investments in tree crops generally, where
revenues being three to four years after
project initiation, in light of the high
interest rates now characteristics of
Jamaican funds.
With one significant reservation,
market characteristics suggest optimism
is appropriate in evaluating the market
viability of new mango production. In
both North America and Western Europe
the market for mangoes has been growing


at a rapid rate nearly 20 per cent per
annum in the 1980's. In both markets
mango consumption has largely tradi-
tionally been by immigrant populations
- but recently the fruit has been gain-
ing acceptance in the larger national
markets.
In the U.S.A., for instance, over 80
per cent of the mangoes consumed in
1982 were in the'four major metropoles
of New York-Newark, Los Angeles, San
Francisco-Oakland and Miami all
areas having a major concentration of
Hispanic/Caribbean immigrants. A quick
survey shows nearly 20 cities having
populations of over 1 million which are
largely unexposed to mangoes.
By and large, therefore, the American
consumer (and the European consumer)
is unaware of the fruit and its attractive
qualities and a reasonable assumption is
that, all things being equal, with suffi-
cient promotion and attention to qualify,
the current growth rates of mango con-
sumption will continue until well into
the 1990's. Similarly, market prices, if
carefully supported by product promo-
tion and high quality, will tend to be
maintained at current levels in a growing
market.
Still, the proposals for an export
trade in fresh mangoes from Jamaica
hangs in balance pending the resolution


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Get first band information, daily from 9:00 a. m. to 6:00 p. m.
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of a health regulatory measure in the
U.S.A. Countries with a fruit fly problem,
including Jamaica, are required by the
U.S. to fumigate mango with the
chemical Ethylene Di-bromide (EDB).
Since 1980 the Environmental Pro-
tection Agency of the U.S. has advocated
the banning of the use of EDB arguing
that laboratory tests in rats have estab-
lished the chemical is a potential carcino-
gen. Its use in the U.S. has already been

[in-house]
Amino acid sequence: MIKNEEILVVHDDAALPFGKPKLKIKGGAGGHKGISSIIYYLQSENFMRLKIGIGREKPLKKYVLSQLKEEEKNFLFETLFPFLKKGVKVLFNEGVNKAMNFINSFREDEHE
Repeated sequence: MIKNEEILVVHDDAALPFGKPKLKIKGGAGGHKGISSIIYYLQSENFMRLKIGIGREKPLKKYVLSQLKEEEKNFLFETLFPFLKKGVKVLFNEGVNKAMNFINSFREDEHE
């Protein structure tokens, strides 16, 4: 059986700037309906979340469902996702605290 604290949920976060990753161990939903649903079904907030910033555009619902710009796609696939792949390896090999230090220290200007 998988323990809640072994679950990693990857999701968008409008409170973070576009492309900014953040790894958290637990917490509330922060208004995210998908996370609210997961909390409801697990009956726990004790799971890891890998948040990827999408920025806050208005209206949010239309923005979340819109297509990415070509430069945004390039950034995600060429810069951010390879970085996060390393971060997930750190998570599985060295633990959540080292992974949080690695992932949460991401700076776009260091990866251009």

banned but several waivers have allowed
for its use on mangoes in countries which
export to the United States. The latest
waiver is due to expire in September
1986.
Although two alternative treatments
- hot water dips and irradiation are
being considered, neither has been proven
to effectively control the fruit fly and
they have, therefore, not been approved.
Recent information from the U.S., how-
ever, suggests the possibility that the use
of EDB on mangoes may be relieved in
full from the strictures of the ban, since
further laboratory research indicates that
residual EDB levels in a peeled fruit may
be well within tolerance levels that are
acceptable.
Still, the position for the future is
unclear and if the ban is indeed en-
forced before alternative treatments are
approved trade will be diverted to


Western Europe and Canada flooding
these markets, lowering prices and threa-
tening traditional suppliers, including
Jamaica, to those markets. The situation,
all things considered, calls for cautious
optimism since forces in the U.S. mango
trade are lobbying for a more liberal
position on the part of the U.S. Govern-
ment. This caution would be well demon-
strated by investors making plans with
potential local processors who should be
able to take off periodic (or chronic)
surplusses for making juices, nectars,
mango slices, etc. for which there is also
considerable and growing demand in
developed countries.
As to the question of the high capital
cost and relatively long period before
revenues are generated, investment in
mangoes is indeed characteristic of in-
vestments in tree crops generally.
Potentially viable projects may falter in
the first four years solely for the reason
that there is a negative cash flow through-
out this period. In addition to the
obvious necessity for keen capital budget-
ing, investors in mangoes would be well
advised to include specific plans to in-
tercrop their mango orchards with in-
come generating cash crops for as long
as possible until their trees achieve full
maturity.
All things considered there is a posi-


tive climate facing potential Jamaican
investors in mango production:-
a) export markets are expanding and
should continue to expand rapidly;
b) a pool of resources/skills already
exists to generate the necessary ex-
pansion in production with varieties
that are in demand;
c) local processors are well equipped
to handle excess, or non-export
quality fruit.
If Jamaican producers and marketers
can come together to face the challenge
of supplying the world's largest market
places with well promoted quality pro-
ducts, the reward should be impres-
sive.
Mrs Marjorie Davidson has doie
some interesting work with mange- s
during the years she spent with ie
Jamaica Ministry of Agriculture. /e
asked her to add some notes on e
varieties that have shown promise dul ig
the past several ears

Mangoes are tropical and st
tropical; so far in Jamaica presf it
cultivations with quantities accept e
to modern market requirements e
limited to the lower altitudes ; d
warmer conditions. Climatically, e
Southern plains are best, as they are i ;s
humid; on the northern side of the isl; d
the control of fungal diseases is har( r.
In spite of this, the best orchards at F 3-
sent are at Lima, St. James thanks to ie
dedicated work of Mr. Joe Mathias, n
the 70's and early 80's; he also d
pioneer work in root stock select n.
The best for his conditions were se d-